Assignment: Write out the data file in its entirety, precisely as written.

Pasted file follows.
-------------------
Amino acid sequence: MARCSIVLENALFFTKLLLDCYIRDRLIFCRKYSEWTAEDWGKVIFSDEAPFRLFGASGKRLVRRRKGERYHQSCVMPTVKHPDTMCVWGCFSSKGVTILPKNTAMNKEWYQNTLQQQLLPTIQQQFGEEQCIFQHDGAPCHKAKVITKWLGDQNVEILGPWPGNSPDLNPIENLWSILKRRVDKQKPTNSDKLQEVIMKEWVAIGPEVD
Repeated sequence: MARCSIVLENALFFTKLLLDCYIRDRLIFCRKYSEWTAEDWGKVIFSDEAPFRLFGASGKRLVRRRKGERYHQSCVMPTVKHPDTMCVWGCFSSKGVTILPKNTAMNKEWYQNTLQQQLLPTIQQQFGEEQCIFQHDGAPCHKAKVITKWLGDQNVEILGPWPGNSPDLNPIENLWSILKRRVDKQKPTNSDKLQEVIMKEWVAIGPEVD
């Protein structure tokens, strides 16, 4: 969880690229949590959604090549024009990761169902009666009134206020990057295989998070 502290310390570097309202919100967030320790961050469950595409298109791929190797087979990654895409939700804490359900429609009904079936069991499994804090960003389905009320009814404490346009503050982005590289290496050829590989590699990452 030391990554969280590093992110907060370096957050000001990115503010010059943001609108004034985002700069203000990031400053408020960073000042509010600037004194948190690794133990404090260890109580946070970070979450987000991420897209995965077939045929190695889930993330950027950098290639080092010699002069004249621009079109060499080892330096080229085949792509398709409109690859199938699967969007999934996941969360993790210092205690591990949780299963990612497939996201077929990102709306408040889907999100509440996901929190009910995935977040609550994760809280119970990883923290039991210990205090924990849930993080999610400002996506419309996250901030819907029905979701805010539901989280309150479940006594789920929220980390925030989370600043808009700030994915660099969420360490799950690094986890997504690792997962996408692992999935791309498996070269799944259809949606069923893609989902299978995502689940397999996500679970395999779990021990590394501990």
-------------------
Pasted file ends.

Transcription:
Amino acid sequence: MARCSIVLENALFFTKLLLDCYIRDRLIFCRKYSEWTAEDWGKVIFSDEAPFRLFGASGKRLVRRRKGERYHQSCVMPTVKHPDTMCVWGCFSSKGVTILPKNTAMNKEWYQNTLQQQLLPTIQQQFGEEQCIFQHDGAPCHKAKVITKWLGDQNVEILGPWPGNSPDLNPIENLWSILKRRVDKQKPTNSDKLQEVIMKEWVAIGPEVD
Repeated sequence: MARCSIVLENALFFTKLLLDCYIRDRLIFCRKYSEWTAEDWGKVIFSDEAPFRLFGASGKRLVRRRKGERYHQSCVMPTVKHPDTMCVWGCFSSKGVTILPKNTAMNKEWYQNTLQQQLLPTIQQQFGEEQCIFQHDGAPCHKAKVITKWLGDQNVEILGPWPGNSPDLNPIENLWSILKRRVDKQKPTNSDKLQEVIMKEWVAIGPEVD
């Protein structure tokens, strides 16, 4: 969880690229949590959604090549024009990761169902009666009134206020990057295989998070 502290310390570097309202919100967030320790961050469950595409298109791929190797087979990654895409939700804490359900429609009904079936069991499994804090960003389905009320009814404490346009503050982005590289290496050829590989590699990452 030391990554969280590093992110907060370096957050000001990115503010010059943001609108004034985002700069203000990031400053408020960073000042509010600037004194948190690794133990404090260890109580946070970070979450987000991420897209995965077939045929190695889930993330950027950098290639080092010699002069004249621009079109060499080892330096080229085949792509398709409109690859199938699967969007999934996941969360993790210092205690591990949780299963990612497939996201077929990102709306408040889907999100509440996901929190009910995935977040609550994760809280119970990883923290039991210990205090924990849930993080999610400002996506419309996250901030819907029905979701805010539901989280309150479940006594789920929220980390925030989370600043808009700030994915660099969420360490799950690094986890997504690792997962996408692992999935791309498996070269799944259809949606069923893609989902299978995502689940397999996500679970395999779990021990590394501990």